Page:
Fire surrounds or mantels frame a fireplace insert and we have a wide variety in various styles and materials to suit any decor.
The Victorians and Edwardians used the mantle shelf to display ornaments usually with a mirror behind and today they still provide a handy place to put your car keys and post.
These fire surrounds are made from marble, limestone or other stones but not slate.
Marble mantles were common throughout the Victorian era, with Carrara marble perhaps the most popular choice.
Limestone provides a more contemporary interpretation of the traditional styles shown here.
Slate mantels were popular at the end of the Victorian era and Edwardian times and were almost always painted to look like more expensive marbles
However plain black slate can provide a stylish counterpoint to some of the more ornate tiled inserts popular from 1880 to 1914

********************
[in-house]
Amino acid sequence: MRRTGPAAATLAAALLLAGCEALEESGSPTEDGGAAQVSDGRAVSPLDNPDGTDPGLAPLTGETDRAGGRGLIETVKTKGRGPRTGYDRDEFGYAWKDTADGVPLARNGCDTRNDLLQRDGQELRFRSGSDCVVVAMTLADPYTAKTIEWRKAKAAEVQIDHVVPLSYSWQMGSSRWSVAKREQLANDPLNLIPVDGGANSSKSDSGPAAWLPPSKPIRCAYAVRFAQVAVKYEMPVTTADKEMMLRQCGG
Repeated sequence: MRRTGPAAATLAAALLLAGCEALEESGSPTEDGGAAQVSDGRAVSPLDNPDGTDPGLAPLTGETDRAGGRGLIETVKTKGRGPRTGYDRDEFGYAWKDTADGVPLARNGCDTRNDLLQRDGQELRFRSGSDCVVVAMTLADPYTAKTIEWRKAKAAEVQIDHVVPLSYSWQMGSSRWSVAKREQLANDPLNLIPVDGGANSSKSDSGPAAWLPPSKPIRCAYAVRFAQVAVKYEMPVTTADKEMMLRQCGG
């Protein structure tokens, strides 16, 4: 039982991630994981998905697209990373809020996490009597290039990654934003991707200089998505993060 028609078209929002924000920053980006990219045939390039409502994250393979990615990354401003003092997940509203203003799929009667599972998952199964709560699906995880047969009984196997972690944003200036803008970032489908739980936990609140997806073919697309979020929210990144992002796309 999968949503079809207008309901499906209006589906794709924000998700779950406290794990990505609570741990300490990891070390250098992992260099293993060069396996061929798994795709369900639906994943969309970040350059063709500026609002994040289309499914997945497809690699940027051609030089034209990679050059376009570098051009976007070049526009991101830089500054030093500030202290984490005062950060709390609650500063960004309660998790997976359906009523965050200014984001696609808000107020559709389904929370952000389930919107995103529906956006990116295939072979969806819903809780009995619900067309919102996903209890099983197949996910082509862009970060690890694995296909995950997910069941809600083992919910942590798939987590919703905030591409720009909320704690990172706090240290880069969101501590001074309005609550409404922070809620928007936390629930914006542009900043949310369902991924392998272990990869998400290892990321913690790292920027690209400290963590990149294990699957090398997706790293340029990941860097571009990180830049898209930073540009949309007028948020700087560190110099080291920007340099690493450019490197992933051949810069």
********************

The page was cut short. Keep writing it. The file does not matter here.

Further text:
In Victorian times wooden mantels tended to be made from mahogany. If made from pine they would be painted to look like more expensive wood or commonly painted white with gilded detailing.
The Edwardian era saw the introduction of taller wooden mantels in mahogany or oak often with large mirrors incorporated into the design.
Cast Iron mantels were used throughout the Victorian period, especially around kitchen ranges, although there were plenty of ornate ones produced for other rooms as well.